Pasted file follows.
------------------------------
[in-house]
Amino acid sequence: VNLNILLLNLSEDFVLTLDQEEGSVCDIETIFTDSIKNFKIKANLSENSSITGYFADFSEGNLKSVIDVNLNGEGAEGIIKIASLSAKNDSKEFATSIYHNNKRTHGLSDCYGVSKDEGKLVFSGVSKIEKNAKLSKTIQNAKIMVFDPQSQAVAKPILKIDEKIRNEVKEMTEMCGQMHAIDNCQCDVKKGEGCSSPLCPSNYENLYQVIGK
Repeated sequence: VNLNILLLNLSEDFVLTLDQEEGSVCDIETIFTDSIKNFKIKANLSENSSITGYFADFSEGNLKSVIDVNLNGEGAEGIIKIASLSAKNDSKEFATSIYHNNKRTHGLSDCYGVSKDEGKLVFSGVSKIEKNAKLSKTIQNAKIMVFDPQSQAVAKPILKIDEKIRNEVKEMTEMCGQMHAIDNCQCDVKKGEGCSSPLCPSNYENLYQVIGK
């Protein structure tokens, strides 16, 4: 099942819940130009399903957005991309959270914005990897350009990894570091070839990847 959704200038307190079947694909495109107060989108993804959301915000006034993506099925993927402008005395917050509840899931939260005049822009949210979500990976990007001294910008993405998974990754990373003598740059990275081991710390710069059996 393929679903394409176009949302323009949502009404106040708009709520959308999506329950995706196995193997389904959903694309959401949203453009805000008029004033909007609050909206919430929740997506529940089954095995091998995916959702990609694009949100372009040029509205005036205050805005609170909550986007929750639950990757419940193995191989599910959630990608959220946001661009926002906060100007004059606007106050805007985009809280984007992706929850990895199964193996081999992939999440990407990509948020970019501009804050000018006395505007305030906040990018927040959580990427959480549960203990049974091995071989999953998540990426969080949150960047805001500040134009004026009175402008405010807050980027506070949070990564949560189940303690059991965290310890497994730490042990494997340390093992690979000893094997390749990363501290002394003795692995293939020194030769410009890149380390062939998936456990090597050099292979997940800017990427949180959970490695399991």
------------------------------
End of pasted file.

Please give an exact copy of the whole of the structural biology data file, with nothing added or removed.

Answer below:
[in-house]
Amino acid sequence: VNLNILLLNLSEDFVLTLDQEEGSVCDIETIFTDSIKNFKIKANLSENSSITGYFADFSEGNLKSVIDVNLNGEGAEGIIKIASLSAKNDSKEFATSIYHNNKRTHGLSDCYGVSKDEGKLVFSGVSKIEKNAKLSKTIQNAKIMVFDPQSQAVAKPILKIDEKIRNEVKEMTEMCGQMHAIDNCQCDVKKGEGCSSPLCPSNYENLYQVIGK
Repeated sequence: VNLNILLLNLSEDFVLTLDQEEGSVCDIETIFTDSIKNFKIKANLSENSSITGYFADFSEGNLKSVIDVNLNGEGAEGIIKIASLSAKNDSKEFATSIYHNNKRTHGLSDCYGVSKDEGKLVFSGVSKIEKNAKLSKTIQNAKIMVFDPQSQAVAKPILKIDEKIRNEVKEMTEMCGQMHAIDNCQCDVKKGEGCSSPLCPSNYENLYQVIGK
């Protein structure tokens, strides 16, 4: 099942819940130009399903957005991309959270914005990897350009990894570091070839990847 959704200038307190079947694909495109107060989108993804959301915000006034993506099925993927402008005395917050509840899931939260005049822009949210979500990976990007001294910008993405998974990754990373003598740059990275081991710390710069059996 393929679903394409176009949302323009949502009404106040708009709520959308999506329950995706196995193997389904959903694309959401949203453009805000008029004033909007609050909206919430929740997506529940089954095995091998995916959702990609694009949100372009040029509205005036205050805005609170909550986007929750639950990757419940193995191989599910959630990608959220946001661009926002906060100007004059606007106050805007985009809280984007992706929850990895199964193996081999992939999440990407990509948020970019501009804050000018006395505007305030906040990018927040959580990427959480549960203990049974091995071989999953998540990426969080949150960047805001500040134009004026009175402008405010807050980027506070949070990564949560189940303690059991965290310890497994730490042990494997340390093992690979000893094997390749990363501290002394003795692995293939020194030769410009890149380390062939998936456990090597050099292979997940800017990427949180959970490695399991």